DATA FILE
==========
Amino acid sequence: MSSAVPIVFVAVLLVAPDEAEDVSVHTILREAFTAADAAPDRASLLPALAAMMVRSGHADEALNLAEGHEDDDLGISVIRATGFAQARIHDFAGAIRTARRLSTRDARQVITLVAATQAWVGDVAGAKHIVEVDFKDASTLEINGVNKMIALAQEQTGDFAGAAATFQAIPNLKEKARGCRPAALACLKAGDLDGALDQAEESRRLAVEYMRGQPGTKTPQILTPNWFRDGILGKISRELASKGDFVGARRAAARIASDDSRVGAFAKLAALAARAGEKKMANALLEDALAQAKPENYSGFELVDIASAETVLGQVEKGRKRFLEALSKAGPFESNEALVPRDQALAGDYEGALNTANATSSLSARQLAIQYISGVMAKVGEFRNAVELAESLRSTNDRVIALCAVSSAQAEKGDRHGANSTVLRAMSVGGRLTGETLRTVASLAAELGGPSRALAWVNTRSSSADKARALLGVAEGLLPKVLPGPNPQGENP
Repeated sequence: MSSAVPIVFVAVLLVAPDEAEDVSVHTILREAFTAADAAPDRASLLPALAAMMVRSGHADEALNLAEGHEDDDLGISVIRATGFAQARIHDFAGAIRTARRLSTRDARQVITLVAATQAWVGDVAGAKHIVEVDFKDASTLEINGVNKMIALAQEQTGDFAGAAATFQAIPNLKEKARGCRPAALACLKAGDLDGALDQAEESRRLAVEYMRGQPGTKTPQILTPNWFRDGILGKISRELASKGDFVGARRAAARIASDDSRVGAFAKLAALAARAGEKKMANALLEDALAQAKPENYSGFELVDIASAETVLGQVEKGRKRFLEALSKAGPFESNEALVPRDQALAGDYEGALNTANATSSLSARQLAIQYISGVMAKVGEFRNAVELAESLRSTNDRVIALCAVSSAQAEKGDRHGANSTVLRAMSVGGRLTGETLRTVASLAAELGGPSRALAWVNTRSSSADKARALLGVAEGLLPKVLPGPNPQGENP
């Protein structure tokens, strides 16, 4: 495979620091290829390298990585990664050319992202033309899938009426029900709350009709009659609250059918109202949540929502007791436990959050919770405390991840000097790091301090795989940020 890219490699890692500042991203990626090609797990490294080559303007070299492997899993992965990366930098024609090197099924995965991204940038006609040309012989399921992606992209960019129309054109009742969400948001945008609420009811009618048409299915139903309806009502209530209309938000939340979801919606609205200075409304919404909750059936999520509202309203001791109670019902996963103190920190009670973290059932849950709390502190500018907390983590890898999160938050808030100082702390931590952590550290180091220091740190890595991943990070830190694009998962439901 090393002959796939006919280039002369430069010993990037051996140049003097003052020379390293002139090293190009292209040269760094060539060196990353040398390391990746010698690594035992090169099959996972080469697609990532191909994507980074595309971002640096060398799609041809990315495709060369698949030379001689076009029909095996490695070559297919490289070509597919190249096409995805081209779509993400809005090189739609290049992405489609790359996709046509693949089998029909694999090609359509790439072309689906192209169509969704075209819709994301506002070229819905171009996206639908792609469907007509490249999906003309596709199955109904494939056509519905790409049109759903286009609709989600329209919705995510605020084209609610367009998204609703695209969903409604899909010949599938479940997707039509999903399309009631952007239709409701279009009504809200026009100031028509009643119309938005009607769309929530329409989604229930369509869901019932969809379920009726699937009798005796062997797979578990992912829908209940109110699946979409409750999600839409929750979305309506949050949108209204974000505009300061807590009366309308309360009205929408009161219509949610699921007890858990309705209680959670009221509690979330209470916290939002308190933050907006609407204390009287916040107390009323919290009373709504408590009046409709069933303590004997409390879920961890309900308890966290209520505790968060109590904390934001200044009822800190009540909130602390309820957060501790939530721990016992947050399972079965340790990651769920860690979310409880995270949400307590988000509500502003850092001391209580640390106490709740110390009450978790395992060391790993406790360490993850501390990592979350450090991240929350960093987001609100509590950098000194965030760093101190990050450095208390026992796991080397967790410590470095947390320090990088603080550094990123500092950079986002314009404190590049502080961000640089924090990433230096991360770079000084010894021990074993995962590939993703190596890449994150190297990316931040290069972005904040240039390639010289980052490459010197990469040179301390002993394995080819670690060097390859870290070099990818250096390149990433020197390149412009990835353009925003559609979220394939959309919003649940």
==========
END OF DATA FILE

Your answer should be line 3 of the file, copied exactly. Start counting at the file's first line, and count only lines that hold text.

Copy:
């Protein structure tokens, strides 16, 4: 495979620091290829390298990585990664050319992202033309899938009426029900709350009709009659609250059918109202949540929502007791436990959050919770405390991840000097790091301090795989940020 890219490699890692500042991203990626090609797990490294080559303007070299492997899993992965990366930098024609090197099924995965991204940038006609040309012989399921992606992209960019129309054109009742969400948001945008609420009811009618048409299915139903309806009502209530209309938000939340979801919606609205200075409304919404909750059936999520509202309203001791109670019902996963103190920190009670973290059932849950709390502190500018907390983590890898999160938050808030100082702390931590952590550290180091220091740190890595991943990070830190694009998962439901 090393002959796939006919280039002369430069010993990037051996140049003097003052020379390293002139090293190009292209040269760094060539060196990353040398390391990746010698690594035992090169099959996972080469697609990532191909994507980074595309971002640096060398799609041809990315495709060369698949030379001689076009029909095996490695070559297919490289070509597919190249096409995805081209779509993400809005090189739609290049992405489609790359996709046509693949089998029909694999090609359509790439072309689906192209169509969704075209819709994301506002070229819905171009996206639908792609469907007509490249999906003309596709199955109904494939056509519905790409049109759903286009609709989600329209919705995510605020084209609610367009998204609703695209969903409604899909010949599938479940997707039509999903399309009631952007239709409701279009009504809200026009100031028509009643119309938005009607769309929530329409989604229930369509869901019932969809379920009726699937009798005796062997797979578990992912829908209940109110699946979409409750999600839409929750979305309506949050949108209204974000505009300061807590009366309308309360009205929408009161219509949610699921007890858990309705209680959670009221509690979330209470916290939002308190933050907006609407204390009287916040107390009323919290009373709504408590009046409709069933303590004997409390879920961890309900308890966290209520505790968060109590904390934001200044009822800190009540909130602390309820957060501790939530721990016992947050399972079965340790990651769920860690979310409880995270949400307590988000509500502003850092001391209580640390106490709740110390009450978790395992060391790993406790360490993850501390990592979350450090991240929350960093987001609100509590950098000194965030760093101190990050450095208390026992796991080397967790410590470095947390320090990088603080550094990123500092950079986002314009404190590049502080961000640089924090990433230096991360770079000084010894021990074993995962590939993703190596890449994150190297990316931040290069972005904040240039390639010289980052490459010197990469040179301390002993394995080819670690060097390859870290070099990818250096390149990433020197390149412009990835353009925003559609979220394939959309919003649940």